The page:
A complaint may be dismissed for failure to state a claim if it fails “‘to give the defendant fair notice of what the . . . claim is and the grounds upon which it rests.'” Bell Atl. Corp. v. Twombly, 550 U.S. 544, 555 (2007) (quoting Conley v. Gibson, 355 U.S. 41, 47 (1957)). While a complaint need not contain detailed factual allegations, a plaintiff's allegations must include more than labels and conclusions. Twombly, 550 U.S. at 555; Ashcroft v. Iqbal, 556 U.S. 662, 678 (2009) (“Threadbare recitals of the elements of a cause of action, supported by mere conclusory statements, do not suffice.”). The court must determine whether the complaint contains “enough facts to state a claim to relief that is plausible on its face.” Twombly, 550 U.S. at 570. “A claim has facial plausibility when the plaintiff pleads factual content that allows the court to draw the reasonable inference that the defendant is liable for the misconduct alleged.” Iqbal, 556 U.S. at 679. Although the plausibility standard is not equivalent to a “‘probability requirement, ' . . . it asks for more than a sheer possibility that a defendant has acted unlawfully.” Iqbal, 556 U.S. at 678 (quoting Twombly, 550 U.S. at 556). “[W]here the well-pleaded facts do not permit the court to infer more than the mere possibility of misconduct, the complaint has alleged - but it has not ‘show[n]' - that the pleader is entitled to relief.” Iqbal, 556 U.S. at 679 (quoting Fed.R.Civ.P. 8(a)(2)); see also Hill v. Lappin, 630 F.3d 468, 470-71 (6th Cir. 2010) (holding that the Twombly/Iqbal plausibility standard applies to dismissals of prisoner cases on initial review under 28 U.S.C. §§ 1915A(b)(1) and 1915(e)(2)(B)(i)).

         To state a claim under 42 U.S.C. § 1983, a plaintiff must allege the violation of a right secured by the federal Constitution or laws and must show that the deprivation was committed by a person acting under color of state law. West v. Atkins, 487 U.S. 42, 48 (1988); Dominguez v. Corr. Med. Servs., 555 F.3d 543, 549 (6th Cir. 2009). Because § 1983 is a method for vindicating federal rights, not a source of substantive rights itself, the first step in an action under § 1983 is to identify the specific constitutional right allegedly infringed. Albright v. Oliver, 510 U.S. 266, 271 (1994).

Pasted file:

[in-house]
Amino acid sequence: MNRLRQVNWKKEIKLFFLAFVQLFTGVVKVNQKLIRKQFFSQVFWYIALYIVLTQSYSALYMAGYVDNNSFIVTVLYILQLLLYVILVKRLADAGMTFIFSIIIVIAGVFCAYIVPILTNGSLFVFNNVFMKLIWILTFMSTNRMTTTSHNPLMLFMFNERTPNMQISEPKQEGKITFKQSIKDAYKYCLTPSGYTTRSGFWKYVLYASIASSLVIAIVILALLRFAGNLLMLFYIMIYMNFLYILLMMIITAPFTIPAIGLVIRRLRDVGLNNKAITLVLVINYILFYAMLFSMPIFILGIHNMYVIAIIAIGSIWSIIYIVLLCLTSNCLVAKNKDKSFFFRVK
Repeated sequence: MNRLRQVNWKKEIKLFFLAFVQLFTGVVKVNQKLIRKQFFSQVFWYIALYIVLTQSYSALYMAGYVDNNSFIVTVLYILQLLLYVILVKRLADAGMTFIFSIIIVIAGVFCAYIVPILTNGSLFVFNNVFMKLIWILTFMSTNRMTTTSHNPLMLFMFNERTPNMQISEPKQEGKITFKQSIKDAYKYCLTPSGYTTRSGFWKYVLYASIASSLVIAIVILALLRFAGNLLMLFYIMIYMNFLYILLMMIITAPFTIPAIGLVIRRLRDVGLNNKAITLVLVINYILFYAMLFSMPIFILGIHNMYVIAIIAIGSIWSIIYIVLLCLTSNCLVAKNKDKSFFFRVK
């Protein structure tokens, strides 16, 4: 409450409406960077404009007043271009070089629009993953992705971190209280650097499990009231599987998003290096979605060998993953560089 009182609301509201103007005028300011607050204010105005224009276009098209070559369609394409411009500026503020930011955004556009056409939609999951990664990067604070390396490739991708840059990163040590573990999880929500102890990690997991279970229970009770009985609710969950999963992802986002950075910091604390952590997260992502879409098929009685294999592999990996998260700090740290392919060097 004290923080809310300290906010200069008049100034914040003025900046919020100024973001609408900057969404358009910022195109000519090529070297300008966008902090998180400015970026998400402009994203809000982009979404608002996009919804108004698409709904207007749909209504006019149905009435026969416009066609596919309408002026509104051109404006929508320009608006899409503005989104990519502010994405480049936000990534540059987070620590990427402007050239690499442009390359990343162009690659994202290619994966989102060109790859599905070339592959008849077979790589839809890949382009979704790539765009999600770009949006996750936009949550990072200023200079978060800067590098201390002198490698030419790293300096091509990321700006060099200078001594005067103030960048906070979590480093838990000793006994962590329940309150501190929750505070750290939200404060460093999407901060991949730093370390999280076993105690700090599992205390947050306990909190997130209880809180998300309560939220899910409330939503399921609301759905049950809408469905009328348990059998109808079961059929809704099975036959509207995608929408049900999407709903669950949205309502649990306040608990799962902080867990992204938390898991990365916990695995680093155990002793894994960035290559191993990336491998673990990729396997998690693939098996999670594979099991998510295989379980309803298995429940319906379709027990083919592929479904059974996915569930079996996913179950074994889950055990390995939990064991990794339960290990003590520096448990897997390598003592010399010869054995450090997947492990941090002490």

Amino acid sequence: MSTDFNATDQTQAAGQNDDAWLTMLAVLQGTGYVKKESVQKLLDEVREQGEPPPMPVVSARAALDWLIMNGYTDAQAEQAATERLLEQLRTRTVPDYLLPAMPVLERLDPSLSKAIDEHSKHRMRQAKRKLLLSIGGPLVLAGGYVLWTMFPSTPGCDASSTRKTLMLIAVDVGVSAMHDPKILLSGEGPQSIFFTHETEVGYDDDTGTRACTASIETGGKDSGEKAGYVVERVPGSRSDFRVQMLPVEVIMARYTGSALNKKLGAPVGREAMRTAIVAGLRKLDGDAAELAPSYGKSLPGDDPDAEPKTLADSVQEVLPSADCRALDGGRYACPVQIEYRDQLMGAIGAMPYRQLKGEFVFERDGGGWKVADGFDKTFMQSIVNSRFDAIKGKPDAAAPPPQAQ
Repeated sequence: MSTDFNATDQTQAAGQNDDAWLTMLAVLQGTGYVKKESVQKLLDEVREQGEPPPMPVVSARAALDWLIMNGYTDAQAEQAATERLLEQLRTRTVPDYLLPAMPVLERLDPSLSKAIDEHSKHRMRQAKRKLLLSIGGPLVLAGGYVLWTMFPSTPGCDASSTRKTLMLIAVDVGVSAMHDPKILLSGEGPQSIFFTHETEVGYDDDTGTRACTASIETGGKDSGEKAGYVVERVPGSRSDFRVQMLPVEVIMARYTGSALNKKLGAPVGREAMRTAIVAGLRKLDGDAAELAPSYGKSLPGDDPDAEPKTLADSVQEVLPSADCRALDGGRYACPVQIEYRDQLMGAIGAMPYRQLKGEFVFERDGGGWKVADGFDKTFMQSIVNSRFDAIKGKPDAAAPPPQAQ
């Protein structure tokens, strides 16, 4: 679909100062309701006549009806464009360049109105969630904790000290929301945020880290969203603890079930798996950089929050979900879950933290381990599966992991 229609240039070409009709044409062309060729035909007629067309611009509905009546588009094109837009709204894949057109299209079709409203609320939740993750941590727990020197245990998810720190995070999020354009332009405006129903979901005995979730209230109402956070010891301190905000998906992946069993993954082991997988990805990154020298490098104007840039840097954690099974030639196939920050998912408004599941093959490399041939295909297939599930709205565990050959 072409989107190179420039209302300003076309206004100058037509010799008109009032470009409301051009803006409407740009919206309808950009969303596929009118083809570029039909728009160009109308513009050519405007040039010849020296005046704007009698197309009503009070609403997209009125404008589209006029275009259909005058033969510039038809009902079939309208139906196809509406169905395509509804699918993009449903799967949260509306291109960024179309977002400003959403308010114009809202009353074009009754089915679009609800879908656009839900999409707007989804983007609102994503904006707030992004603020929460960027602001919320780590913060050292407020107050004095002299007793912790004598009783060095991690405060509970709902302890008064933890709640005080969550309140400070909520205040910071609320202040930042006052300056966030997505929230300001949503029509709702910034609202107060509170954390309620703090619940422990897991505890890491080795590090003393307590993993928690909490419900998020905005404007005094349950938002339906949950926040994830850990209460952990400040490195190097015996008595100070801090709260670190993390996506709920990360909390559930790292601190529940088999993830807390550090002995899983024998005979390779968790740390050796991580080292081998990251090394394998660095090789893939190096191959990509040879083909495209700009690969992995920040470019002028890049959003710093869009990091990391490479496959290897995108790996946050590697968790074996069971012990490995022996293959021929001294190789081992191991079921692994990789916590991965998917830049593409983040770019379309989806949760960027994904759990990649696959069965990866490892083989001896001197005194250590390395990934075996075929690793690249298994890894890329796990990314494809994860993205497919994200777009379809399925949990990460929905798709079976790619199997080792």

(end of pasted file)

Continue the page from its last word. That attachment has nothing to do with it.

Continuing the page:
A. State of Michigan & MDOC

         Plaintiff may not maintain a § 1983 action against the State of Michigan and the Michigan Department of Corrections. Regardless of the form of relief requested, the states and their departments are immune under the Eleventh Amendment from suit in the federal courts, unless the state has waived immunity or Congress has expressly abrogated Eleventh Amendment immunity by statute. See Pennhurst State Sch. & Hosp. v. Halderman, 465 U.S. 89, 98-101 (1984); Alabama v. Pugh, 438 U.S. 781, 782 (1978); O'Hara v. Wigginton, 24 F.3d 823, 826 (6th Cir. 1993). Congress has not expressly abrogated Eleventh Amendment immunity by statute, Quern v. Jordan, 440 U.S. 332, 341 (1979), and the State of Michigan has not consented to civil rights suits in federal court. Abick v. Michigan, 803 F.2d 874, 877 (6th Cir. 1986). In numerous unpublished opinions, the Sixth Circuit has specifically held that the MDOC is absolutely immune from suit under the Eleventh Amendment, regardless of the form of relief requested by the Plaintiff. See, e.g., McCoy v. Michigan, 369 F. App'x 646, 653-54 (6th Cir. 2010); Turnboe v. Stegall, No. 00-1182, 2000 WL1679478, at *2 (6th Cir. Nov. 1, 2000). In addition, the State of Michigan (acting through the Michigan Department of ...